Lifestyle diseases or non-communicable diseases (NCDs) are responsible for more than 61 per cent of all deaths in India.

Whether it is heart diseases, respiratory illnesses, cancer, obesity or food allergies, emerging research reveals that the rise in their incidences is due to environmental factors—rapid urbanisation, air pollution and changes in diet—rather than your genes.

This volume emphasizes the need for fundamental reforms into the existing institutional structure of higher education and their governance so as to infuse much needed dynamism and renewed sense of purpose in the higher education sector in India. The contributors to the volume argue that universities ought to be dynamic institutions where new ideas are exchanged, mistakes made, and lessons learnt.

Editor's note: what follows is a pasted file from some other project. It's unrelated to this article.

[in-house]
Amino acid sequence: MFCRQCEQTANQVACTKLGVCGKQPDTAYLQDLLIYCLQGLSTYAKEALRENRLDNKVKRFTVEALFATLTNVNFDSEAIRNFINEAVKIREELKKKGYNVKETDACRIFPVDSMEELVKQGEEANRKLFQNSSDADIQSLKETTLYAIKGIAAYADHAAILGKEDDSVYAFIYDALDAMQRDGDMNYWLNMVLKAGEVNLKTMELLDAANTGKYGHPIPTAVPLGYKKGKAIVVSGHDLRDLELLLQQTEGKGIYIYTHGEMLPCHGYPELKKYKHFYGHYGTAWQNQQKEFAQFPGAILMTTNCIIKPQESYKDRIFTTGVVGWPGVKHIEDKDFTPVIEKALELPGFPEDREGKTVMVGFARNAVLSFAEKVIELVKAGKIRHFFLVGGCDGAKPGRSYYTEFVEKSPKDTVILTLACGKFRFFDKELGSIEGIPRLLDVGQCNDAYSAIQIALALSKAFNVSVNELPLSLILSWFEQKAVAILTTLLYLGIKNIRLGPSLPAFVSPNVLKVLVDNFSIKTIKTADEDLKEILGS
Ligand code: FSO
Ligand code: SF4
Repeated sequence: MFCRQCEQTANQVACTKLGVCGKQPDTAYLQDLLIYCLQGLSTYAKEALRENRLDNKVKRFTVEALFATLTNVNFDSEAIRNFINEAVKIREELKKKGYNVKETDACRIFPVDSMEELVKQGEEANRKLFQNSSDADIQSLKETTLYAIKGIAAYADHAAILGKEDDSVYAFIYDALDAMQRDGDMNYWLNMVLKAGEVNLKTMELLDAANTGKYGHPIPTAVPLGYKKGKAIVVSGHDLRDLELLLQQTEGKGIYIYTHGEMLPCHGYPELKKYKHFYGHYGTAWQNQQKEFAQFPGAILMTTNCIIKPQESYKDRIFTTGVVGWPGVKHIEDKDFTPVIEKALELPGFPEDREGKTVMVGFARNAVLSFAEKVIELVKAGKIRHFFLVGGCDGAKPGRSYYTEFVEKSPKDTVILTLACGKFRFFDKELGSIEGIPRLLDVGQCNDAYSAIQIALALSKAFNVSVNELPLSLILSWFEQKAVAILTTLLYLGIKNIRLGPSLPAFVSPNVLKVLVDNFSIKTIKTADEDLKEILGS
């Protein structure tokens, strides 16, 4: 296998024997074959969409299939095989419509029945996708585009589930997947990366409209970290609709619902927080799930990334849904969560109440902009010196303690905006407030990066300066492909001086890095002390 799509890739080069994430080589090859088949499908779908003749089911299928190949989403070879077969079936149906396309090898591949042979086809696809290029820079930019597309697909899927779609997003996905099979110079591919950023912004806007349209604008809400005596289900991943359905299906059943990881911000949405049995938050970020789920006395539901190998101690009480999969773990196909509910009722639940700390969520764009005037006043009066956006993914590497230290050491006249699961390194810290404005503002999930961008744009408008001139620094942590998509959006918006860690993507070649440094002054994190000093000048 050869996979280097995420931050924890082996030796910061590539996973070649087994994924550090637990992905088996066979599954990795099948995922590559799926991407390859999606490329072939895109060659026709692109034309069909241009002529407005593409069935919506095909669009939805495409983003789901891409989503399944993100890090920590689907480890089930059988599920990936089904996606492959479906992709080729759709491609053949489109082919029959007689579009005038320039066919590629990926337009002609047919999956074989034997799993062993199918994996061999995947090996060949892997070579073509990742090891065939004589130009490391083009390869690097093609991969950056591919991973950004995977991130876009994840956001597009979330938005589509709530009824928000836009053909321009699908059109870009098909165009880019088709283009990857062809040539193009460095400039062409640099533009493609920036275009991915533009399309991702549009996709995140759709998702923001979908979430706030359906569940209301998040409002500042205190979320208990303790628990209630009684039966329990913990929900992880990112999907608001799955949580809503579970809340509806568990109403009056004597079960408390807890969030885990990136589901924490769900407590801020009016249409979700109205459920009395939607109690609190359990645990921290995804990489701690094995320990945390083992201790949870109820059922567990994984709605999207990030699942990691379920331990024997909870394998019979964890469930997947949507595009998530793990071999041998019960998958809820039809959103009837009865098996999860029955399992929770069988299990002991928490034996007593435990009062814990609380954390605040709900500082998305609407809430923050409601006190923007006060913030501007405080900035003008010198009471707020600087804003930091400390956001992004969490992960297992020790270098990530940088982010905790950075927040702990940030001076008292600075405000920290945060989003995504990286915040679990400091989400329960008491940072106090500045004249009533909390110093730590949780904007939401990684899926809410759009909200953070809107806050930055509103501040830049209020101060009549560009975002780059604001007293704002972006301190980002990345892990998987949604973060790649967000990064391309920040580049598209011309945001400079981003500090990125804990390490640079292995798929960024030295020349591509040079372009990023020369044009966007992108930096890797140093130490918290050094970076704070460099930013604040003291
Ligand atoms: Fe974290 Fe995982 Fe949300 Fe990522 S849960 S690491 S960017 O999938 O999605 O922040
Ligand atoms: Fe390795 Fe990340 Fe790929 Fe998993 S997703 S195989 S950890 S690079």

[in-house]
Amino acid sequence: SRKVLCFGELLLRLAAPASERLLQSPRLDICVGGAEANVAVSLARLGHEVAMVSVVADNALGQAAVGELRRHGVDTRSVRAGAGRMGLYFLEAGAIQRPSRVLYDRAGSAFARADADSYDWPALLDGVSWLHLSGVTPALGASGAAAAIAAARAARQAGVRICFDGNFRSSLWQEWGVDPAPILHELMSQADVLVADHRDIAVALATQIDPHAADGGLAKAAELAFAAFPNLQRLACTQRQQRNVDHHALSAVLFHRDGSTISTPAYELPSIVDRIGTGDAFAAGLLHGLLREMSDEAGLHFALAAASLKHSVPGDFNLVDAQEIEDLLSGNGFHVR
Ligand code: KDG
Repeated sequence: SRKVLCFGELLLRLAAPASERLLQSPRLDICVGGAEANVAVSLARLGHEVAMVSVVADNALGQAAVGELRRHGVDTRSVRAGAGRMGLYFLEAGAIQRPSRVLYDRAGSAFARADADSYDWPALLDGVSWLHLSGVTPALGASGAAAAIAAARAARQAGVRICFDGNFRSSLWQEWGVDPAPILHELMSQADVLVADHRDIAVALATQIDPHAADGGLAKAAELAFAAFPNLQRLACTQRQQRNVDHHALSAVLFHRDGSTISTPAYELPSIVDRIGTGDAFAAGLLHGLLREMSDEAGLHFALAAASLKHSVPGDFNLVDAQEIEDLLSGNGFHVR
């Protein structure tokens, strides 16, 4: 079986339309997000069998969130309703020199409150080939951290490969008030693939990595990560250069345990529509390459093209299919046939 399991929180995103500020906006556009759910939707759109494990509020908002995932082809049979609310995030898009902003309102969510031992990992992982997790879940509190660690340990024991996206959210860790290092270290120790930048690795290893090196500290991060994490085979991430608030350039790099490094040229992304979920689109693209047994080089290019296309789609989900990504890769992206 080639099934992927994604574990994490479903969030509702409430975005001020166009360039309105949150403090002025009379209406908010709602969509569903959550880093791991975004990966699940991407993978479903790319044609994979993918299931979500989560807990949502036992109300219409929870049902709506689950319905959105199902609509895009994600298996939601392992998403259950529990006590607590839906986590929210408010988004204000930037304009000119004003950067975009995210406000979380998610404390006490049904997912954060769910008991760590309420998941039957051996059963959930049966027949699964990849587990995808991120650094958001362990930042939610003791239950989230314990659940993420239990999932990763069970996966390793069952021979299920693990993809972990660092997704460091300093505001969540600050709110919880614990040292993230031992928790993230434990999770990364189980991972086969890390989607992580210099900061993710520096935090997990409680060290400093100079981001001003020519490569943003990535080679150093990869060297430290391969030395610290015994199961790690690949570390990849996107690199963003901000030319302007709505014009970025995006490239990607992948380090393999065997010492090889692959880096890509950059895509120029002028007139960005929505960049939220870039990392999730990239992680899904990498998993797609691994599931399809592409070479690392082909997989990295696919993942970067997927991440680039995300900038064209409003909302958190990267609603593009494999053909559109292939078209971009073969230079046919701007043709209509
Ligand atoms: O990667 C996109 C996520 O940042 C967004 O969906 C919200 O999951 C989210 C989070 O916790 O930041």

During 2014-2017 India was shaken by severe spells of drought that hit over 500 million people across geographical regions. Unlike in the past, these droughts did not spare the urban areas; metropolitan cities like Chennai, Hyderabad and Bengaluru declared water emergency and several towns resorted to water rationing. “Drought But Why?” examines how an occupational hazard has turned into a human-made disaster of unmanageable proportion since organised agriculture began some 10,000 years ago.

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